The New York Rangers have been described in many, many ways throughout these playoffs, starting with defensively sound, committed and blue collar.
But one thing they also are is incredibly young, with an average age of about 26 years old that had them as the third youngest team to make the playoffs (behind only the Los Angeles Kings and Nashville Predators).
A lot of that youth is on the back end, too, where 28-year-old Dan Girardi is the oldest member of a six-man unit that really only relies on five bodies given how little Stu Bickel plays.
On average, those five are just under 25 years old, with Ryan McDonagh (22) and Michael Del Zotto (21) logging top four minutes and Marc Staal and Anton Stralman (both 25) chipping in as well.
Add in four forwards who are 23 and younger (including the under-the-radar Derek Stepan who is averaging 20 minutes a night) and that old adage about veteran experience in the postseason hasn't really applied to the Rangers (or the Kings for that matter in the West).
Coach John Tortorella was asked prior to Monday's Game 1 whether or not he bought into the fact that two seven game series could have tired his team out – something he called "a bunch of crap" – as no Cup winner has ever played 14 games in the first two rounds.
What New York will likely have to rely on its their young legs being able to overcome the fact they only had one day off (to the New Jersey Devils' six) before starting the Eastern Conference finals.
It's that old rest versus rust conversation, albeit with a bit of a twist given the Devils were the league's oldest team (average age: 30.5) – led by 40-year-old netminder Martin Brodeur – during the regular season.
"We had yesterday to kind of regroup a little bit, refocus, and that was more than enough," Rangers goalie Henrik Lundqvist said. "I think everybody now is locked in enough that we can have success."
"I don't think that that's an issue," winger Mike Rupp said. "Right now, you've got so much emotion and so much adrenaline that everyone feels like they could skate all day."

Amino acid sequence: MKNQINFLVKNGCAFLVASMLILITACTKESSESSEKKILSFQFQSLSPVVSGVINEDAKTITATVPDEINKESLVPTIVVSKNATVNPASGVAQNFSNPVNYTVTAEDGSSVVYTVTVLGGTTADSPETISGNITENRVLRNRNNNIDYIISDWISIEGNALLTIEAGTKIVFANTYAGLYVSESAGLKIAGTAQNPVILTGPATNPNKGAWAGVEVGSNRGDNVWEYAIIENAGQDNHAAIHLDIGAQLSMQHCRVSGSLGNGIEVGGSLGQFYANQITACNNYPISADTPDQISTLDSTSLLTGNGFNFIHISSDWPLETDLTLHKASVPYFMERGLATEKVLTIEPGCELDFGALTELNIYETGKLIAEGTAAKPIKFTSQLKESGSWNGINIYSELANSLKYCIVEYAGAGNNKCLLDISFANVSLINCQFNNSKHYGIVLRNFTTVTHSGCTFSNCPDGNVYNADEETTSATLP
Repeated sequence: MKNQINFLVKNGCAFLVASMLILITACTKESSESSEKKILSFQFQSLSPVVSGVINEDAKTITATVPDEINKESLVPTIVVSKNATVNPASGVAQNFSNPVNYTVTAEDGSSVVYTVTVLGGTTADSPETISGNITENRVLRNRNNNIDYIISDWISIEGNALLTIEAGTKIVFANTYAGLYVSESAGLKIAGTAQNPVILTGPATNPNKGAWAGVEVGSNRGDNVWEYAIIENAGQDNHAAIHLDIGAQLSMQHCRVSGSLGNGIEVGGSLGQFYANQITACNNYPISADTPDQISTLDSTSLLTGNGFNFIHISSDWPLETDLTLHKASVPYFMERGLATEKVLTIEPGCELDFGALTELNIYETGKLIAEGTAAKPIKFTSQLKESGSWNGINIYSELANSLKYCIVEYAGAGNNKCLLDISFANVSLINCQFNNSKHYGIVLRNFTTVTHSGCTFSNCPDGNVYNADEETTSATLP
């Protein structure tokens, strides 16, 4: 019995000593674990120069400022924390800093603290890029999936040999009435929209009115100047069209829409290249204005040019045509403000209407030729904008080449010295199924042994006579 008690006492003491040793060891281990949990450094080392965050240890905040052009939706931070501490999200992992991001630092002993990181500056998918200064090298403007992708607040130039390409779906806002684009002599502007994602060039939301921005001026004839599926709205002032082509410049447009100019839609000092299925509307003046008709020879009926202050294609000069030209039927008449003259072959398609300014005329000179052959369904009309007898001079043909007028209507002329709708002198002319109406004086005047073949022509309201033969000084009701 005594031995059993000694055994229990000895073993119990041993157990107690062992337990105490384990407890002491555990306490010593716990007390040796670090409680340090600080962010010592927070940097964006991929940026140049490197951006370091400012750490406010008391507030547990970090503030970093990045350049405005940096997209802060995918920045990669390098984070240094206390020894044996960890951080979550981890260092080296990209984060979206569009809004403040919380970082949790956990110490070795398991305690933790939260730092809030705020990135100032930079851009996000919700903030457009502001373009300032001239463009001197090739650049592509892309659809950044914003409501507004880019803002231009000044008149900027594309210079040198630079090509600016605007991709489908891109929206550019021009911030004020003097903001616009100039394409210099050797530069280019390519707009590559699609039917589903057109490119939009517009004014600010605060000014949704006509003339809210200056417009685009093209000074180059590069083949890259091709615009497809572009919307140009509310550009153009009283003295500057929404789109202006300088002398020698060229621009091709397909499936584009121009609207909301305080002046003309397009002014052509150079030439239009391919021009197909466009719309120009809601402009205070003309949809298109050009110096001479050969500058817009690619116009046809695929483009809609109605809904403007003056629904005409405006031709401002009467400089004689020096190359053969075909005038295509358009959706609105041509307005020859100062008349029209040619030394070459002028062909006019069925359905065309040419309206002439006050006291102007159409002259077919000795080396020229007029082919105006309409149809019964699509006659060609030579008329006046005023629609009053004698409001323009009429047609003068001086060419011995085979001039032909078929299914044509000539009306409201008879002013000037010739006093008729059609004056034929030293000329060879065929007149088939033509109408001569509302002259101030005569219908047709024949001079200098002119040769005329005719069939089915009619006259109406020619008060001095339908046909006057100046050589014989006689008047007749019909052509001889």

They may just have to in this series, which features 11 a.m. morning skates, 8 p.m. start times (thanks to U.S. television interests) and the potential for several overtimes given how many shootouts these teams had during the year (16 for the Devils and 25 combined).
The Devils for their part chose to argue the experience angle on Monday, which is to be expected given the composition of their team. At 27, Travis Zajac is New Jersey's second youngest forward (behind only Adam Henrique) and they have five players in big roles who are 35-plus.
"I think all the veterans with experience, all the people in the organization with experience, Marty, Patrik Elias and [Petr]Sykora and Lou [Lamoriello]and his wealth of experience, I don't think you can have enough of the people that have been through it before, and been there, seen that," Devils coach Peter DeBoer said. "It's a great resource that we have as an organization here.
"I think it's just the composure, the words of wisdom, staying positive at key times, the between-period conversations that go on in our dressing room. Both after good stretches to make sure we're grounded and also after poor stretches to make sure that we get our game back on track.
"It's not necessarily a board and a marker and you should go here, should go there, it's much more the mental state of our team and managing that, and they do a great job of that."
Neither coach was revealing much about their lineup on Monday morning, but based on their most recent games, these should be the lines for Game 1 (note that Tortorella generally cycles through five defenceman rather than having a standard three pairing setup):
Hagelin - Richards - Gaborik Anisimov - Boyle - Callahan Fedotenko - Stepan - Prust Kreider - Mitchell - Rupp
McDonagh - Girardi Staal - Del Zotto/Stralman Bickel
Kovalchuk - Zajac - Ponikarovsky Parise - Elias - Clarkson Sykora - Henrique - Zubrus Carter - Gionta - Bernier
Salvador - Zidlicky Greene - Fayne Volchenkov - Larsson